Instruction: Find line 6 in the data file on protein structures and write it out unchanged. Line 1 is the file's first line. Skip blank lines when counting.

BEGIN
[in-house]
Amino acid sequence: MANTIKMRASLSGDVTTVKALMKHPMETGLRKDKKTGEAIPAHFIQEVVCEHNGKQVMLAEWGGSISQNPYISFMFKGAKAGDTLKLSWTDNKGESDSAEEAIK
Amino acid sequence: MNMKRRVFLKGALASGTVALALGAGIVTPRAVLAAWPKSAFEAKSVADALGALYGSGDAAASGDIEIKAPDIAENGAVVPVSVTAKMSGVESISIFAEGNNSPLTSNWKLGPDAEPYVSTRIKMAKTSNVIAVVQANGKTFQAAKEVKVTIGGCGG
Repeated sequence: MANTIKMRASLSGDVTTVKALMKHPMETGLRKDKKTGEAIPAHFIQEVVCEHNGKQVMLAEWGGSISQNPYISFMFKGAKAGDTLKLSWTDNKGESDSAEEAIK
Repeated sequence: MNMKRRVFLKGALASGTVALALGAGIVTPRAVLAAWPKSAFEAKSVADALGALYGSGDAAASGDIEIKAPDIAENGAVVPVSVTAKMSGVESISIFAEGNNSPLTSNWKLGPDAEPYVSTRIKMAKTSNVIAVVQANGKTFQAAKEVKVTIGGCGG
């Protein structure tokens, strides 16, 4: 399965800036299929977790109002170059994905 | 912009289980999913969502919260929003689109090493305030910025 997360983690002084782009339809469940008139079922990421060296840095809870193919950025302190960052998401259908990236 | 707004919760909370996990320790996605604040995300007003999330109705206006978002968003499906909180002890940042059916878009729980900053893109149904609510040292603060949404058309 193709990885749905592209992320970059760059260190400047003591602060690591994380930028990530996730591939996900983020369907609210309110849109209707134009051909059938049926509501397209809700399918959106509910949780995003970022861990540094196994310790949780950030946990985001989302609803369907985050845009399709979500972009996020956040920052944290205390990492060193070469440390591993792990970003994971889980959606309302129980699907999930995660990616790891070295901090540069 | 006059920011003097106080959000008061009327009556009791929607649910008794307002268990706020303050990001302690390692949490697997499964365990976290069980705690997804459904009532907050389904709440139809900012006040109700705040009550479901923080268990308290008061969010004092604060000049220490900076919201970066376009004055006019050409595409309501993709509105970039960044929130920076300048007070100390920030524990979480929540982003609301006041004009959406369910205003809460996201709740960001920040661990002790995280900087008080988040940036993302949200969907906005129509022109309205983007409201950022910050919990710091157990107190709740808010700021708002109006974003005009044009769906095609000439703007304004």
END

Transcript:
């Protein structure tokens, strides 16, 4: 399965800036299929977790109002170059994905 | 912009289980999913969502919260929003689109090493305030910025 997360983690002084782009339809469940008139079922990421060296840095809870193919950025302190960052998401259908990236 | 707004919760909370996990320790996605604040995300007003999330109705206006978002968003499906909180002890940042059916878009729980900053893109149904609510040292603060949404058309 193709990885749905592209992320970059760059260190400047003591602060690591994380930028990530996730591939996900983020369907609210309110849109209707134009051909059938049926509501397209809700399918959106509910949780995003970022861990540094196994310790949780950030946990985001989302609803369907985050845009399709979500972009996020956040920052944290205390990492060193070469440390591993792990970003994971889980959606309302129980699907999930995660990616790891070295901090540069 | 006059920011003097106080959000008061009327009556009791929607649910008794307002268990706020303050990001302690390692949490697997499964365990976290069980705690997804459904009532907050389904709440139809900012006040109700705040009550479901923080268990308290008061969010004092604060000049220490900076919201970066376009004055006019050409595409309501993709509105970039960044929130920076300048007070100390920030524990979480929540982003609301006041004009959406369910205003809460996201709740960001920040661990002790995280900087008080988040940036993302949200969907906005129509022109309205983007409201950022910050919990710091157990107190709740808010700021708002109006974003005009044009769906095609000439703007304004």